This is a peculiar picture, slow even by the standards of mummy movies, and a bit of a cheat in that it is a mummy movie that doesn’t even really have a mummy in it! Peter Cushing was to have headlined this picture, but had to withdraw due to his wife’s illness, and his absence is keenly felt — the movie could have used his icy glare and intense delivery. But if you are patient and in the right mood, it is still fun to watch this movie unspool, with its gothic tale of a girl possessed by the spirit of an ancient Egyptian priestess.
But really, the main reason to watch this picture is for screen starlet Valerie Leon … and since a picture is worth a thousand words, I’ll let Bruce Timm explain why:
Valerie Leon in Blood From The Mummy’s Tomb, by Bruce Timm
Halloween Month is nearly complete here at Longbox Graveyard, but there is still time to enjoy a monster mash of horror comics goodness before the big night!
… the classic Wein & Wrightson era of Swamp Thing …
… and I walked with the Walking Dead!
I also paid homage to Godzilla, the King of the Monsters; examined the very monstrous Martians of Killraven’s War of the Worlds; and even reflected a bit about the time I got to write a couple issues about Rune, the Malibu Ultraverse vampire Prince of Void!
And don’t forget my horror and science fiction-themed Pinterest Galleries: Tomb of Dracula, Swamp Thing, Mars Attacks, Science Fiction Pulp, Killraven, Ghost Rider, Monsters, Famous Monsters of Filmland, The Spectre, Godzilla, Monster Comics Covers, Hammer Horror, and Universal Movie Monsters!
Enjoy your Halloween!
Halloween Month is fast drawing to a close here at Longbox Graveyard, but there’s still time for me to duck in a little mini-review of the H.P. Lovecraft Film Festival and CthulhuCon, which I attended late last month in San Pedro, California.
My son, Jack, and I attended the festival on a whim. Jack’s mad for H.P. Lovecraft, and I enjoy him in small doses. A festival, of course, is anything but a small dose, but while the focus was on all things Mythos, the films on offer provided straight horror tales as well as the expected stories about half-mad Massachusetts antiquarians. Mostly the festival screened short films, which were never less than earnest and frequently quite good, especially “I Am Not Samuel Krohm” by Sebastien Chantal — an atmospheric short about a man or may or may not be the lynchpin of a monstrous conspiracy — which claimed the festival’s coveted “Most Lovecraftian” award.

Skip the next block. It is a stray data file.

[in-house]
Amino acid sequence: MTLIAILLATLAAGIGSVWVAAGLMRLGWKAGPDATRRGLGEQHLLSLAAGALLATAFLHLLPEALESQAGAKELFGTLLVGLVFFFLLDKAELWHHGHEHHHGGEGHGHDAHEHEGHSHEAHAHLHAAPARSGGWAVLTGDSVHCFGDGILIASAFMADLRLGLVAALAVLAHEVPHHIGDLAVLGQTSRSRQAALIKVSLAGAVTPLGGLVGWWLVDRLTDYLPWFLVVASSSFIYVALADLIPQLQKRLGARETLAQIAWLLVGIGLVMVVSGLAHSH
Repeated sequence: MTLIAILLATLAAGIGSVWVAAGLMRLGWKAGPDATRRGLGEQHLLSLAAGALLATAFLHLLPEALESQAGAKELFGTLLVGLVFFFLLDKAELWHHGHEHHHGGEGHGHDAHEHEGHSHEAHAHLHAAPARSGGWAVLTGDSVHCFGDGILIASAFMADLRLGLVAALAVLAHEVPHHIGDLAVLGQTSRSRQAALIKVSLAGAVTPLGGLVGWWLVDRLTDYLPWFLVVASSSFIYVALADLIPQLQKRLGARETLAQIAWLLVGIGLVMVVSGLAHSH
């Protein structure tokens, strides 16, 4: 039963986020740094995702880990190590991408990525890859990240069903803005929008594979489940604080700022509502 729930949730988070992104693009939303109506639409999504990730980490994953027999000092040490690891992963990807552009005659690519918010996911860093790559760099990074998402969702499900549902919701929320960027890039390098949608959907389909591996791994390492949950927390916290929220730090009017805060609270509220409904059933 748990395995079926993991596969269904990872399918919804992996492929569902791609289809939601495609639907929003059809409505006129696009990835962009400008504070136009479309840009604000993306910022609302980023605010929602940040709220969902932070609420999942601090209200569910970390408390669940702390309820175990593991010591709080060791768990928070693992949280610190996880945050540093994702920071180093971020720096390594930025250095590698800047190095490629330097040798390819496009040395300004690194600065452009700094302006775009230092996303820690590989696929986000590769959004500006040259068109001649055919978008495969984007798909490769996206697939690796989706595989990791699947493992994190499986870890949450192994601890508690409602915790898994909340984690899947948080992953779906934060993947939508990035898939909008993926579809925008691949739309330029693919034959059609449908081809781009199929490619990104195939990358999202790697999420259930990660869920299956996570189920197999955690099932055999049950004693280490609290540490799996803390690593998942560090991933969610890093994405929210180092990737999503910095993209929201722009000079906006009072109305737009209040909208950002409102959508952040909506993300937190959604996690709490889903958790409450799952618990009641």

The festival was held over three days, though the bulk of the film programing was on Friday and Saturday nights, with Sunday reserved for a brunch, lectures, and gaming. I’d characterize the gathering at somewhere between a large party and a small convention (the organizers pegged the crowd at 400), and in all it was a friendly affair, with plenty of opportunities to meet and mingle with your fellow enthusiasts, if that was your thing. My son and I were content to just huddle in the dark and watch movies with our fellow Beard-Os and Weird-Os, but there were pub crawls and trivia and all sorts of after-hours events that also sounded like fun.
The high point of the weekend for Jack and I wasn’t a movie, but instead … a radio show!
Saturday night featured a live stage presentation of The Shadow Over Innsmouth by Dark Adventure Radio Theater, a thoroughly professional troop of voice-acting enthusiasts who offered a very faithful adaptation of my favorite Lovecraft story with scores of sound effects and the full-throated participation of the audience, who provided their own Deep One grunts and groans when a lighted sign on the stage implored them to, “Croak!” Dark Adventure Radio Theater has about a dozen Lovecraft radio plays available for download or on CD, and I expect a few of their shows will make their way into Jack’s stocking this Christmas.
A critical component of the Festival was the venue, the Warner Grand Theater in San Pedro, a landmark 1931 art deco movie palace.
The theater was spectacular, and the perfect setting for the Festival. The seats were a bit cramped (pro tip: for more leg room, seek out the first row of the balcony!), but it was like a trip through time to visit this wonderfully-restored theater and remember when movies weren’t all about multiplexes and podmalls. San Pedro’s 6th Street, where the theater was located, was also a trip — shadowed storefront after storefront, full of pubs and tattoo parlors, wonderful hobby shops, unique book stores, and crazy art galleries. That strip of town is worth a visit all by itself, but was even more fun late at night after the Festival, when the theater disgorged its hoard of Lovecraft loonies to mingle in this vibrant district of hipsters, bikers, drunks, and Deep Ones (I could swear I saw a couple!)
This was the fifth year for the Los Angeles Festival (the original version has run for decades in Portland, Oregon), and the festival has promised to return to the Warner Grand in May of 2015, as it moves from a Fall to a Spring schedule. That tight turn-around might be too quick for Jack and I to return, but I will keep this show on my calendar, and shouldn’t be surprised if before too long I heed the Call of Cthulhu and return to the very pleasantly bizarre H.P. Lovecraft Film Festival!